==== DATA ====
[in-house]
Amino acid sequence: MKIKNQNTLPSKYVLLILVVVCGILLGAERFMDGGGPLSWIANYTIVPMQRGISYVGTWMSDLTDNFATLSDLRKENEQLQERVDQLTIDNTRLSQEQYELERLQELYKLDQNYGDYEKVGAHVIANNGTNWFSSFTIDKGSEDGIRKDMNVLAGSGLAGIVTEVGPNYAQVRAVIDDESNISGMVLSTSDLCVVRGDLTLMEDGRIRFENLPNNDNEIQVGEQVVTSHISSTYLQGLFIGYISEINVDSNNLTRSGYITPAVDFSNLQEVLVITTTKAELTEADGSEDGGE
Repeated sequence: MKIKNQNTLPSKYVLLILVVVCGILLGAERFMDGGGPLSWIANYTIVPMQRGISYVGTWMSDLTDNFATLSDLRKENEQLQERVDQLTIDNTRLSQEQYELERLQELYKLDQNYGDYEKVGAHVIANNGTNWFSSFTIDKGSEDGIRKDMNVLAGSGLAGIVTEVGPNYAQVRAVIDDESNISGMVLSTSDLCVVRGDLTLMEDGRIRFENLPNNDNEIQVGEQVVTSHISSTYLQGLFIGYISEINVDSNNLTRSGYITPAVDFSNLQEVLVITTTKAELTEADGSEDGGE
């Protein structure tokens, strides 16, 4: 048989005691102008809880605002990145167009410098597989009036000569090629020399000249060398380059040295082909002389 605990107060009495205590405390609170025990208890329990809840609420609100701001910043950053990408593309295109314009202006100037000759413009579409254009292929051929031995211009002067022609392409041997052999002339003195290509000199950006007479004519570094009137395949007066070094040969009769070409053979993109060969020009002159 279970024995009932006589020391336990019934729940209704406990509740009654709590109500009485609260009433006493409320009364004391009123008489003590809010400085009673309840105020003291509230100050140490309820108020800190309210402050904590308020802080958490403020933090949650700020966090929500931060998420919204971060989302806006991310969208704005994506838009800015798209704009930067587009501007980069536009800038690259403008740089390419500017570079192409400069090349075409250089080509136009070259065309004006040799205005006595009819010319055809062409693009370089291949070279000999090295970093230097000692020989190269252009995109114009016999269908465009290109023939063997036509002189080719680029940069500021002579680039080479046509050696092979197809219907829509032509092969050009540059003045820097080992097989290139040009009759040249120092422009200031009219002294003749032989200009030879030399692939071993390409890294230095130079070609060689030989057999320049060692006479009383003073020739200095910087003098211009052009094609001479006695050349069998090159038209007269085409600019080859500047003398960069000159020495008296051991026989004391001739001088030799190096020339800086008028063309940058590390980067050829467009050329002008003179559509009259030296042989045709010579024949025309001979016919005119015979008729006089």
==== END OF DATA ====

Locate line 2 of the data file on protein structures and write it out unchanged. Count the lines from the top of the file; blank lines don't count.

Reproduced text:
Amino acid sequence: MKIKNQNTLPSKYVLLILVVVCGILLGAERFMDGGGPLSWIANYTIVPMQRGISYVGTWMSDLTDNFATLSDLRKENEQLQERVDQLTIDNTRLSQEQYELERLQELYKLDQNYGDYEKVGAHVIANNGTNWFSSFTIDKGSEDGIRKDMNVLAGSGLAGIVTEVGPNYAQVRAVIDDESNISGMVLSTSDLCVVRGDLTLMEDGRIRFENLPNNDNEIQVGEQVVTSHISSTYLQGLFIGYISEINVDSNNLTRSGYITPAVDFSNLQEVLVITTTKAELTEADGSEDGGE